In the nineteenth century, Europe's great powers and the US vied for influence in Latin America, while Tsarist Russia and Britain played imperialist chess across central Asia. In the twentieth century, the US and the Soviet bloc squared off throughout the developing world in a mighty ideological confrontation, the Cold War.
In the twenty-first century, a more subtle contest between the US and the European Union can be witnessed as industry and regulators seek to persuade emerging market countries to adopt a particular solvency framework. Members of the US National Association of Insurance Commissioners (NAIC) sign up countries like Thailand and Chile in memorandums of understanding. Members of the EU's Committee of European Insurance & Occupational Pensions Supervisors (CEIOPS) advise countries like Singapore on the market-consistent approach of Solvency II.
This is not just about ideological kudos. Insurance multinationals based in the EU or the US are keen to see their domestic solvency framework mirrored in as many jurisdictions as possible in order to reap the benefits of a centralised economic capital model, and its supporting infrastructure. Better still is the holy grail of mutual regulatory equivalence where group support in one regime is recognised as solvency capital in another. Some multinationals see this as an important mechanism for growth.
For the emerging market regulator, the prospect of multinational investment can be attractive, particularly for countries that seek to anticipate demographic shifts by building up a private sector life savings industry. However, if such a regulator decides to adopt the EU approach, it risks raising barriers to US investment, and vice versa. Some multinationals may seek to pre-empt this by launching businesses in emerging markets, such as variable annuities, that pull the regulator into a favoured supervisory orbit.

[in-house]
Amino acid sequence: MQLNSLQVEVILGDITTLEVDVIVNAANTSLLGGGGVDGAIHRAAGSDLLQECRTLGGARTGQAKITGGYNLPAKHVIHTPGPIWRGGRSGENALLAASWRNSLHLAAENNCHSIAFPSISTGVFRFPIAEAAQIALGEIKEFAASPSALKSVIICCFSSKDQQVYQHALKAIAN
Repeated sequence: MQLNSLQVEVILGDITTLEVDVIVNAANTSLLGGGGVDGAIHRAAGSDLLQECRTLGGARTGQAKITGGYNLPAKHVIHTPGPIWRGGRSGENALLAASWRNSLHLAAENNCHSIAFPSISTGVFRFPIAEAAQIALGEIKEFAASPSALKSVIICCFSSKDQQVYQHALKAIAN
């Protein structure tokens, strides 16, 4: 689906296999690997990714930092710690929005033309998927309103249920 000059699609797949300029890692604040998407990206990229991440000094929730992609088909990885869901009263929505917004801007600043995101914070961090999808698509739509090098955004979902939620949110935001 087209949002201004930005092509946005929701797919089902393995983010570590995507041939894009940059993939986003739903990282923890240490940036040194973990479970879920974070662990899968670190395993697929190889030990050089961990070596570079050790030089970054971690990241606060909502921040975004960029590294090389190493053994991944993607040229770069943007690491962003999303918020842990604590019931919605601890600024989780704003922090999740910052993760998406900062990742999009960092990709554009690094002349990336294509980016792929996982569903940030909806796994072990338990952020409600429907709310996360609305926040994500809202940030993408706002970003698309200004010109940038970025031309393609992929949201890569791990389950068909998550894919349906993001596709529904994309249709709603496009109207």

Moreover, as countries like China become financial services centres in their own right, there is the possibility of leveraging regulatory alignment to enable domestically-based multinationals to expand into western markets. We have already seen Shenzhen giant Ping An take a stake in EU-based Fortis, and it will be interesting to see who takes a stake in capital-strapped AIG.
In the middle of all this tussling for influence, one has to applaud the high-minded initiatives to discuss global insurance solvency standards, although as bankers never tire of pointing out, there is no such thing as a global insurance system. But banking too has its regulatory battlegrounds, and here insurance has lessons to learn.
A lesson from the US and elsewhere is that regulation can be a business too, particularly if the level of funding for a supervisor is linked to the number of companies it supervises. Some believe that the US mortgage lending bubble was fostered by state-level regulation of this type.
Then there is the dangerous habit of financial institutions finding off-balance sheet ways to warehouse risk. This warehouse can be an unregulated branch in a local subsidiary, or an entity in a different financial sector. Regulators will always try to close such loopholes off, but financial innovators constantly find new ones. From emerging market countries to competitive business segments in a particular market, regulators and the regulated seem destined to jockey for influence for years to come.